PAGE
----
Melvin Cooper and Anita Cooper, Plaintiffs-appellants, v. Chalmer Chastain, Jr., Defendant-appellee, 810 F.2d 200 (6th Cir. 1986)

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US Court of Appeals for the Sixth Circuit - 810 F.2d 200 (6th Cir. 1986)

Nov. 21, 1986


Before LIVELY, Chief Judge, and KEITH and MERRITT, Circuit Judges.

PER CURIAM.


Jurisdiction of this medical malpractice case from Tennessee is based on diversity of citizenship. The plaintiffs are the parents of Michael Cooper who was five years old at the time of his death on May 4, 1979. Death was attributed to Rocky Mountain Spotted Fever.

The plaintiffs originally sued two physicians, Dr. Ronald W. Thomas and Dr. Chalmer Chastain, Jr., the appellee. Subsequently, the plaintiffs brought a separate action charging a third physician, Dr. Smith, with malpractice and the cases were consolidated. Prior to trial the plaintiffs settled with Dr. Thomas and he was dismissed. A jury trial of the action against the two remaining defendants resulted in a verdict of no cause of action against Dr. Smith and an award of damages in the amount of $200,000 against Dr. Chastain. Thereafter, the district court entered an order setting aside the verdict of the jury insofar as it awarded damages against Dr. Chastain and ordering a new trial. The plaintiffs sought to bring an interlocutory appeal to this court and when that appeal was denied, sought mandamus. The petition for a writ of mandamus was also denied. Following a new trial before a different judge a jury returned a verdict that the plaintiffs were not entitled to recover damages from Dr. Chastain.

The plaintiffs have appealed to this court, arguing that the first trial judge abused his discretion in granting a new trial and, in the alternative, that the second trial judge erred in denying the plaintiffs' motion for a new trial following the verdict of no cause of action. We look first at the question of whether the first trial judge abused his discretion in granting a new trial, since if we decide in favor of the plaintiffs on that issue, it will not be necessary to consider any claims of error with respect to the second trial.

The separate functions of court and jury in the federal judicial system were clearly set forth by the Supreme Court in Tennant v. Peoria and Pekin Railway Company, 321 U.S. 29, 35 (1974):

It is not the function of a court to search the record for conflicting circumstantial evidence in order to take the case away from the jury on a theory that the proof gives equal support to inconsistent and uncertain inferences. The focal point of judicial review is the reasonableness of the particular inference or conclusion drawn by the jury. It is the jury, not the court, which is the fact-finding body. It weighs the contradictory evidence and inferences, judges the credibility of witnesses, receives expert instructions, and draws the ultimate conclusion as to the facts. The very essence of its function is to select from among conflicting inferences and conclusions that which it considers most reasonable. Washington & Georgetown R. Co. v. McDade, 135 U.S. 554, 571, 572; Tiller v. Atlantic Coast Line R. Co., supra, 68; Bailey v. Central Vermont Ry., 319 U.S. 350, 353, 354. That conclusion, whether it relates to negligence, causation or any other factual matter, cannot be ignored. Courts are not free to reweigh the evidence and set aside the jury verdict merely because the jury could have drawn different inferences or conclusions or because judges feel that other results are more reasonable.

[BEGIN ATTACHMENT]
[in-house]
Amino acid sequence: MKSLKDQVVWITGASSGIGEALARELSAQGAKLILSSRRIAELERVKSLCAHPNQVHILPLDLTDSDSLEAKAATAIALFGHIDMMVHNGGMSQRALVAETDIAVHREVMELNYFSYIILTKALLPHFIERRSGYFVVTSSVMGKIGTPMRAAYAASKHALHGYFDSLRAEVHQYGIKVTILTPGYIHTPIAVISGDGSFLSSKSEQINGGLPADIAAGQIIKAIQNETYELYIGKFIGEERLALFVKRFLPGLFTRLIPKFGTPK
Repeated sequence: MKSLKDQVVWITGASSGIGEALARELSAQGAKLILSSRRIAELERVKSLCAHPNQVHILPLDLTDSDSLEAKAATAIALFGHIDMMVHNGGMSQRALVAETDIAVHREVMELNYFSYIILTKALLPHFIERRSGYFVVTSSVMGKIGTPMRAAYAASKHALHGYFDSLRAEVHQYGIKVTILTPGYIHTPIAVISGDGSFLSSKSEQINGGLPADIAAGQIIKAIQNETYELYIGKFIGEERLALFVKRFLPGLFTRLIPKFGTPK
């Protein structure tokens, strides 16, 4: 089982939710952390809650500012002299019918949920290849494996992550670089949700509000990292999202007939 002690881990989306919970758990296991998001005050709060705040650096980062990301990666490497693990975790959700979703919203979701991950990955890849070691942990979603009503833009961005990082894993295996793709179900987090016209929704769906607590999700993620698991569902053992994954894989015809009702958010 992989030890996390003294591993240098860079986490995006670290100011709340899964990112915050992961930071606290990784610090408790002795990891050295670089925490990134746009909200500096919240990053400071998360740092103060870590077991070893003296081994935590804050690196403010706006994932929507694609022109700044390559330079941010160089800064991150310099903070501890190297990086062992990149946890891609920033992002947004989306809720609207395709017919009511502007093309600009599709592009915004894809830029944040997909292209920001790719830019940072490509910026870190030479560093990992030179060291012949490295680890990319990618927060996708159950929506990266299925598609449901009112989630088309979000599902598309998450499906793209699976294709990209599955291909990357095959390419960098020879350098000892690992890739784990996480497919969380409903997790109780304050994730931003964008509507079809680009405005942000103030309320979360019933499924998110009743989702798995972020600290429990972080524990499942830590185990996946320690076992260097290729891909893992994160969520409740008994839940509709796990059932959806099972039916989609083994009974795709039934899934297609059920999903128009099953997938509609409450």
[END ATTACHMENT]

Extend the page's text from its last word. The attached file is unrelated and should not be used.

In ruling on a motion for a new trial based on the ground that the verdict is against the weight of the evidence, a trial judge must look at all the evidence, but is not free to disturb the jury verdict merely because he or she would have reached a different result. The test is one of reasonableness. This does not mean that the trial judge may set aside a verdict because it would have been reasonable for the jury to have decided the case differently. Rather it means that the jury verdict may be set aside only if it is one that could not have been reasonably reached. Duncan v. Duncan, 377 F.2d 49, 52 (6th Cir.), cert. denied, 389 U.S. 913 (1967).

An examination of the record before us, and particularly the memorandum of the first trial judge accompanying his order granting a new trial, convinces this court that the trial judge did abuse his discretion in granting the motion for a new trial. It is clear from the memorandum of decision that the trial court undertook to decide questions of credibility, a clear function of the jury, and that he ignored both lay and expert testimony from which the jury could reasonably have found that Dr. Chastain was negligent. This point was emphasized at oral argument when counsel for the appellee continually relied on his client's version of disputed and contradictory evidence in seeking to uphold the order granting a new trial.

Upon consideration of the briefs and oral arguments of counsel together with the record on appeal, this court concludes that the order granting a new trial following the first trial constituted an abuse of discretion. Accordingly, the judgment of the district court is reversed and the case is remanded with directions to enter judgment for the plaintiffs on the original verdict of the jury.